Last month, Vertigo Comics began another new series, this time with a very different twist to pretty much all of its other titles. The Royals: Masters of War is a limited series set in a world where members of royalty the world over have superpowers of one sort or another. The purer the bloodlines, the stronger the powers. Written by Rob Williams and drawn by Simon Coleby, this series is one of the finest comics I’ve read to date. The first two issues have been nothing less than spectacular and the only way forward for these creators is to go up, up, and up.
The first issue introduces us to the conflict raging in Europe, the first World War, which forms the backdrop of the entire setting. European royals have an unspoken treaty not to interfere in the conflict, but it is not so easy to stand by when your armies are getting slaughtered and the enemy is at the gates. As happens for the British royals. And in the second issue we see an increased world-view as the British royals travel to America seeking an alliance with the, ahem, colonists, and what follows when Japan intervenes. While the writing is beyond good, the artwork has been even better in both issues.
Quite unexpectedly, The Royals: Masters of War is a story about self-discovery and identity. Our primary protagonists are from the House of Windsor, the British Royalty. Prince Henry, featured right there on the cover, is the actual protagonist while his sister Rose and elder brother Arthur round off the trinity of scions of the House of Windsor. They each have distinct personalities, and distinct attitudes in life. In the first issue, we see how these differences put them at odds with each other, to a greater or lesser degree, and how their family is shaped by these differences. Particularly since their patriarch, Albert, lacks any superpowers but is undiminished in his political power and in his status.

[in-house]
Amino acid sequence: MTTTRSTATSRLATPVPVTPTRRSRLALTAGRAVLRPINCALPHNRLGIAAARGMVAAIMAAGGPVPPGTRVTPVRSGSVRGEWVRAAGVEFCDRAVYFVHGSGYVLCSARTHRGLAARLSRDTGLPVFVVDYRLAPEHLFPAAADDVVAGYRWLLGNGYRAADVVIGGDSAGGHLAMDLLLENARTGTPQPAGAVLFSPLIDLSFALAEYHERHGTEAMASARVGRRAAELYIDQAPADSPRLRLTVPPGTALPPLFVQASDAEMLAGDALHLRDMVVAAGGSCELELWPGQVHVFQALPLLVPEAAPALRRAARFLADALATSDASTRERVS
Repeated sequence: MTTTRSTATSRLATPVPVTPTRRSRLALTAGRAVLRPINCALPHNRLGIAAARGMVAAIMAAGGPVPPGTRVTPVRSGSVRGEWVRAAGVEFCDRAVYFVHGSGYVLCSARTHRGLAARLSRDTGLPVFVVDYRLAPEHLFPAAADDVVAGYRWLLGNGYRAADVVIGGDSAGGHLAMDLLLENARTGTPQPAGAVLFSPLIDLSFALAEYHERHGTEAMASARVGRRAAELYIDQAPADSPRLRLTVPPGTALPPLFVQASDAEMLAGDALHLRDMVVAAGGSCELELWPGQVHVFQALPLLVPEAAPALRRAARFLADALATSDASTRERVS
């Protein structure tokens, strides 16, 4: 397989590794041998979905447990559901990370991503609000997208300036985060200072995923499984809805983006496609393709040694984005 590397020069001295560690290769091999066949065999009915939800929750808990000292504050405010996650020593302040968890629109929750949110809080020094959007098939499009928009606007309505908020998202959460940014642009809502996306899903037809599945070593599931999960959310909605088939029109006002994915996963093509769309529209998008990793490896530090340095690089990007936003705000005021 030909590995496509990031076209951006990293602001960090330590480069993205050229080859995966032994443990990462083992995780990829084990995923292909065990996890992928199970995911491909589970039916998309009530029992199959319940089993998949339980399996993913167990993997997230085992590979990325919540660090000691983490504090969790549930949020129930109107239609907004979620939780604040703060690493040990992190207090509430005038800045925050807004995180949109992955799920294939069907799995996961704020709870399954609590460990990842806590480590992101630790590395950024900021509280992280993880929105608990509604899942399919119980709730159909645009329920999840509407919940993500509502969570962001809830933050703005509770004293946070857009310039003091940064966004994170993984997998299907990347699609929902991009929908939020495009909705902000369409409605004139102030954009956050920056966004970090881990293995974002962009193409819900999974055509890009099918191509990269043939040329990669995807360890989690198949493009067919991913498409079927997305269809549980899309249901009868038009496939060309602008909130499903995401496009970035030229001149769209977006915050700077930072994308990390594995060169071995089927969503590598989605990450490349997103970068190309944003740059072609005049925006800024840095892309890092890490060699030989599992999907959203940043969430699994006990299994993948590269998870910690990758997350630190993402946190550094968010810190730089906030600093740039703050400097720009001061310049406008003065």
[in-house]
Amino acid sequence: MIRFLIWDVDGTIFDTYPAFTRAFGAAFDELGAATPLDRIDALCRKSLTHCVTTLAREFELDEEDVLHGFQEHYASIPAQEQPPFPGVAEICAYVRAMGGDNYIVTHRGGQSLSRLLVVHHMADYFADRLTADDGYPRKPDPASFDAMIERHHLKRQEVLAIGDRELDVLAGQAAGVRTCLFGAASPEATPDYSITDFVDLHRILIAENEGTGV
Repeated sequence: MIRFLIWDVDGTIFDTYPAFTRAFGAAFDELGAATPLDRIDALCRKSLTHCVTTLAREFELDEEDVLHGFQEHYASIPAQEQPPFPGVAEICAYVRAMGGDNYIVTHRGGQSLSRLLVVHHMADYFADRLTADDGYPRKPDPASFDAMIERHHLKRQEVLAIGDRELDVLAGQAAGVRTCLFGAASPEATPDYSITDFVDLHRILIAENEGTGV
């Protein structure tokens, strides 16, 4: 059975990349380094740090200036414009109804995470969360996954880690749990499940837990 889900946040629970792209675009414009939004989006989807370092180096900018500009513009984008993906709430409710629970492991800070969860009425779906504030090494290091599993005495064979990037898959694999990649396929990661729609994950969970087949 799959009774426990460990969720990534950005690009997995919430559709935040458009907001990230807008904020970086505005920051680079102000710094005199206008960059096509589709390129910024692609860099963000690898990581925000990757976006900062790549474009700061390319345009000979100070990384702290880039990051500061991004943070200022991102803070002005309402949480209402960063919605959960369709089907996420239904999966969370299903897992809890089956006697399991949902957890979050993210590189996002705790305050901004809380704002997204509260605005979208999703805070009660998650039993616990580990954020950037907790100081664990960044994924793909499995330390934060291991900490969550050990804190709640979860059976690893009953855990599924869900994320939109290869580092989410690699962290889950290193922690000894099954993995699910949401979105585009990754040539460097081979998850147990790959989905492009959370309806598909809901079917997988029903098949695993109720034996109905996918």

The setup by Rob Williams is quite masterful in the first issue. He quickly introduces readers to the conflict in Europe and how Britain stands to lose, given all the technologically advanced forces being thrown at the British by the Germans. While men die on the battlefronts, whether on ground or in air or in the sea, the royals are all off partying, because of their global agreement to not interfere in the conflict.
Of course, if the story shows that there is this one rule that cannot and should not be broken, then the protagonist(s) will ultimately break that promise. Which is where Henry steps in, and he is quite the wonderful character himself, full of hidden depths and a strength of character that puts his other family members to shame. But, his change in heart is a bit too plot-driven and could have used some more build-up I think.
Nevertheless, I think Rob does a great job of introducing all the characters and showing how they are all in conflict with each other, whether they know it or not. And that is at the heart of the first issue. The Battle of Britain is the microcosm in which Henry and the others are going to distinguish themselves and it is here that the scope of Rob’s storytelling is really going to become clear.